Kai Havertz believes Ilkay Gundogan and Manuel Neuer's criticism of Germany's performance against Japan can spur them on in Sunday's do-or-die meeting with Spain.
Germany lost their opening World Cup game for just the third time (W13 D4) on Wednesday as Bundesliga duo Ritsu Doan and Takuma Asano came off the bench to fire Japan to a shock 2-1 win.
Captain Neuer lamented Germany's failure to put the game to bed after the defeat, while Gundogan said Asano's goal was one of the most straightforward ever scored at a World Cup.
The shock result leaves Germany facing consecutive World Cup group-stage exits ahead of their meeting with Spain – who are favourites to top Group E after thrashing Costa Rica 7-0.
Speaking at a press conference on Friday, Havertz insisted his team-mates' comments had not caused any ill feeling, saying: "It was constructive criticism from Ilkay and Manu.
"I can understand the boys. We talked about it. Such criticism is also good for the team because we continue to develop. It was a small snippet from an interview. Nobody is angry there.
"I can understand that negativity comes up from a lot of fans. There's a lot of people taking shots at us, but in my head I'm not worried.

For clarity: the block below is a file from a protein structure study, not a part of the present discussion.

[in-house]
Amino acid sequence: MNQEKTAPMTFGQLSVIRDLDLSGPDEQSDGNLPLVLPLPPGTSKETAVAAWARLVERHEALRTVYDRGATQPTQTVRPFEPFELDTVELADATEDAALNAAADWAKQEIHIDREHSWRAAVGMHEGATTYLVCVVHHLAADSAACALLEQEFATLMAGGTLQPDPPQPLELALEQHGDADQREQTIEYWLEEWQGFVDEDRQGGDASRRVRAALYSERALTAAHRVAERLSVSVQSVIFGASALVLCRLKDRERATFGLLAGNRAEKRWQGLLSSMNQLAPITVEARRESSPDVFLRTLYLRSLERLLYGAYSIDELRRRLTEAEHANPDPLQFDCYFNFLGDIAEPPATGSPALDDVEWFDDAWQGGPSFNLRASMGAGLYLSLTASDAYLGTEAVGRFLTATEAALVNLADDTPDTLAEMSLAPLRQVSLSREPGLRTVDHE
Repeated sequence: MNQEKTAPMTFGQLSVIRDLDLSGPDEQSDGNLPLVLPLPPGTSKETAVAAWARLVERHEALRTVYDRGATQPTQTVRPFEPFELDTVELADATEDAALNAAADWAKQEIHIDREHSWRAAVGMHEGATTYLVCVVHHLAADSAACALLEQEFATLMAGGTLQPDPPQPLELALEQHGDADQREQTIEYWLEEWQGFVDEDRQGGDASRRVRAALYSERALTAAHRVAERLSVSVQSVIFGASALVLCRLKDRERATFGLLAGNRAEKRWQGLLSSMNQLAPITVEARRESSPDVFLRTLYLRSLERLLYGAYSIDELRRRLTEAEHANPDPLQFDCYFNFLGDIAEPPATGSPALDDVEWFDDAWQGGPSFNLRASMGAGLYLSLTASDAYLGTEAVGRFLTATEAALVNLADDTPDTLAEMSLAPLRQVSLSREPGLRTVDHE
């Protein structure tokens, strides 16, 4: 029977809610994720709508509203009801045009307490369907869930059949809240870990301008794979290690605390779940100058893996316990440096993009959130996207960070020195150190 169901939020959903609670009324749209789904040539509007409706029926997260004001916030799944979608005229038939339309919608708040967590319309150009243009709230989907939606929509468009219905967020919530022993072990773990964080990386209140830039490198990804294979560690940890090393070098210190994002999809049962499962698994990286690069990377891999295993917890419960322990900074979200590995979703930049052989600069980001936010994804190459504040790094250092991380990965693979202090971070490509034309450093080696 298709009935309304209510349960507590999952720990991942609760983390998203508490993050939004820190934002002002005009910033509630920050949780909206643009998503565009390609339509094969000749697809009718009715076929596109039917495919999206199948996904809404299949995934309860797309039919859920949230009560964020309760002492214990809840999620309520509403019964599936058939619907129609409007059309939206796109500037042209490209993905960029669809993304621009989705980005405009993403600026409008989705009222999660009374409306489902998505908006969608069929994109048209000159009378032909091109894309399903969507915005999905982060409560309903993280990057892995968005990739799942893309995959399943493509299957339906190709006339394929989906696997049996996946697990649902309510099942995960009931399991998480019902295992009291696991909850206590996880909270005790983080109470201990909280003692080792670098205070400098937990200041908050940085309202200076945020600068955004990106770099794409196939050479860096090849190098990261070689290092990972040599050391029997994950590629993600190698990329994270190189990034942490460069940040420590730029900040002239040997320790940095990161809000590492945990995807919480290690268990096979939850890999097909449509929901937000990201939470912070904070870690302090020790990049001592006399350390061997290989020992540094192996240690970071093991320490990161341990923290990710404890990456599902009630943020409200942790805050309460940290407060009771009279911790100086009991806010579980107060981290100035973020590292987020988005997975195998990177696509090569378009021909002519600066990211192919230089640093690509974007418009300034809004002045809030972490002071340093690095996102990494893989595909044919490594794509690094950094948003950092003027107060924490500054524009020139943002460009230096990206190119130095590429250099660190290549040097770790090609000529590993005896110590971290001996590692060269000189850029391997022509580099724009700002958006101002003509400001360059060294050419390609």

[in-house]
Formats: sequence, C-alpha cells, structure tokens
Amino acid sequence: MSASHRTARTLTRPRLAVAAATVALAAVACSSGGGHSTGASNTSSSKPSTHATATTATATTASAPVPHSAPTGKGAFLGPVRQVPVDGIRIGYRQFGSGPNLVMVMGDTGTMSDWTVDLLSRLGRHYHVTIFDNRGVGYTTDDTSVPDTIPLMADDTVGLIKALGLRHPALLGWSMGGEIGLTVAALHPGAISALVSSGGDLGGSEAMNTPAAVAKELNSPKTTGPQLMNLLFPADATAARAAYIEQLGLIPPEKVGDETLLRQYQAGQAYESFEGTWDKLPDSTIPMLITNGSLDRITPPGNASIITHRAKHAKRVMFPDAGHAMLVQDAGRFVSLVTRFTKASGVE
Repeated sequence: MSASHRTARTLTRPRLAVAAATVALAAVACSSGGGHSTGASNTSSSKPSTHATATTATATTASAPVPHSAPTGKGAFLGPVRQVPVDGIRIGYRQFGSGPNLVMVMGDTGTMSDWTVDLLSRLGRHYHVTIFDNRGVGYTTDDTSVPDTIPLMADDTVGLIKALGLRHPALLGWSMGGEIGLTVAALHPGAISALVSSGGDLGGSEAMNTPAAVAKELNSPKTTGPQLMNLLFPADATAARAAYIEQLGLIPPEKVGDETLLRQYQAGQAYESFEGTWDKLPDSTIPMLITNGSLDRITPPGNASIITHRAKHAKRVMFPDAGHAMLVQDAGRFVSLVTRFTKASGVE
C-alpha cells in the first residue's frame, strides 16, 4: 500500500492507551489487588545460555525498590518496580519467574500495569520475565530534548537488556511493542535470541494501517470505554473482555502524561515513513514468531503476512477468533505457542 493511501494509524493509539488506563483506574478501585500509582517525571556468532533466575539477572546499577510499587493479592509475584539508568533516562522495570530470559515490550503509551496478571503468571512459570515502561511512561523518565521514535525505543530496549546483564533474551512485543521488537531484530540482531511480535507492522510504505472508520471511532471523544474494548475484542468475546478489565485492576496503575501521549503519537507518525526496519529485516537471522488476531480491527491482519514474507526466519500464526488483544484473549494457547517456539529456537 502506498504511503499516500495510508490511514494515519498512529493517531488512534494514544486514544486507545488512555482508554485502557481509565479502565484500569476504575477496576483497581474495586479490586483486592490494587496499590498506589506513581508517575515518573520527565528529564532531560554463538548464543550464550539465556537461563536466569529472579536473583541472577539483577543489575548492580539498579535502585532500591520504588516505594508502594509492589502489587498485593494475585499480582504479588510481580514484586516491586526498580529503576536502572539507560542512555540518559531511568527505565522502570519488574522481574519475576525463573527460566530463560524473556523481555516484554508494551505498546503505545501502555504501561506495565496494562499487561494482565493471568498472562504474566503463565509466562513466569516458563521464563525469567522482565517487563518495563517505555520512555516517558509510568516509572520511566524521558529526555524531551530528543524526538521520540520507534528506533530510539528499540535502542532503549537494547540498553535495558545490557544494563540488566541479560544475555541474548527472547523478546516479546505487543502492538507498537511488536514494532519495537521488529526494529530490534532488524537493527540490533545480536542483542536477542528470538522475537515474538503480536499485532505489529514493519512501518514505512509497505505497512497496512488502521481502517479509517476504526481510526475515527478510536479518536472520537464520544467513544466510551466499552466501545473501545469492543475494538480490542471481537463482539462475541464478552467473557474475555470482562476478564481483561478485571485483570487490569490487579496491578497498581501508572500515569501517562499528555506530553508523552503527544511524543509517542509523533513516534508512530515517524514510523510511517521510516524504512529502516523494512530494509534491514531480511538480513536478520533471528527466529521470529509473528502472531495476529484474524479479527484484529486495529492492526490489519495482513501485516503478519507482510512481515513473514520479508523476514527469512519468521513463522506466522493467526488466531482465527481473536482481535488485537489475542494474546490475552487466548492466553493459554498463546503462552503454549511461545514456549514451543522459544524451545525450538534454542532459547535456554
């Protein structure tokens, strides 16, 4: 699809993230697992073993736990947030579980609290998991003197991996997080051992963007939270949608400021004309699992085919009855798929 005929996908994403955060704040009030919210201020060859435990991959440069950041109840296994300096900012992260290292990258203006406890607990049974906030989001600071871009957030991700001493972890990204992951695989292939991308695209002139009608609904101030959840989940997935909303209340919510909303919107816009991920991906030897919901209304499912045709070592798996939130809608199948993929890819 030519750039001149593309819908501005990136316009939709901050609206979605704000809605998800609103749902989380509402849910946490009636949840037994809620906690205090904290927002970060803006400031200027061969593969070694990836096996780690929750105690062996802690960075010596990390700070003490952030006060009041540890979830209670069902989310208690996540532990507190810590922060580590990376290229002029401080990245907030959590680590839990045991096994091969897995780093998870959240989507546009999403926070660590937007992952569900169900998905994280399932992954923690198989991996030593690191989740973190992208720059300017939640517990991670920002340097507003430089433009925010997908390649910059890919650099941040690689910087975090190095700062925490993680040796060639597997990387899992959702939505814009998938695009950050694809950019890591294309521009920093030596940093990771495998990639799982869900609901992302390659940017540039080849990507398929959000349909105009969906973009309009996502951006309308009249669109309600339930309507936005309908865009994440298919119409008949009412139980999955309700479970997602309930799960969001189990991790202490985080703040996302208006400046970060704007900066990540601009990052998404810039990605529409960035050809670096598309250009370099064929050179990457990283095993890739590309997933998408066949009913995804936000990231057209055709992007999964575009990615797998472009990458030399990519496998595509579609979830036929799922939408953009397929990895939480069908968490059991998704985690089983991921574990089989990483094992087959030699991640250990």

"I don't care what was in the past. It's a big game on Sunday. There's no use getting negative thoughts now. We are looking ahead."
3.3 - Germany lost 1-2 to Japan despite a tally of 3.3 Expected Goals - since Opta collects this data (1966 onwards), no team has ever lost a World Cup match with such a high xG value. Wasteful. #GERJPN #FIFAWorldCup pic.twitter.com/eGpBO0hFU7— OptaFranz (@OptaFranz) November 23, 2022
Another early elimination would continue a run of poor tournament displays from Die Mannschaft, who went out in the last 16 at Euro 2020 after failing to make the knockout stages in Russia four years ago, but Havertz expects them to improve next time out.
"The statistics don't speak for us, but we have experienced a lot of change in recent years, which is not easy," the Chelsea forward added.
"That is not an excuse. What we have shown is not enough. But we will do everything we can to improve that."
The omens are not good for Germany, who have won just one of their last seven meetings with Spain (D2 L4) – a run which includes a humiliating 6-0 loss in Seville two years ago.
Julian Brandt does not believe that result will have any bearing on Sunday's fixture, and he hopes Germany can draw on their Euro 2020 experience in a bid to keep their World Cup dream alive.
"We're in a s***** situation and Spain come into the stadium with a 7-0 win behind them, but this is an opportunity for us. This can release a lot of energy," Brandt said.
"A little over a year ago, we also lost to France in the first game and then we won in the second game against Portugal. The guys understand such a situation. I don't think the 6-0 is still relevant."
1978 - Germany have lost a World Cup game in which they led at half-time for the first time since 1978 (2-3 vs Austria), having gone unbeaten in their previous 21 such matches before today. Japandemonium. pic.twitter.com/ClHB055rrk— OptaJoe (@OptaJoe) November 23, 2022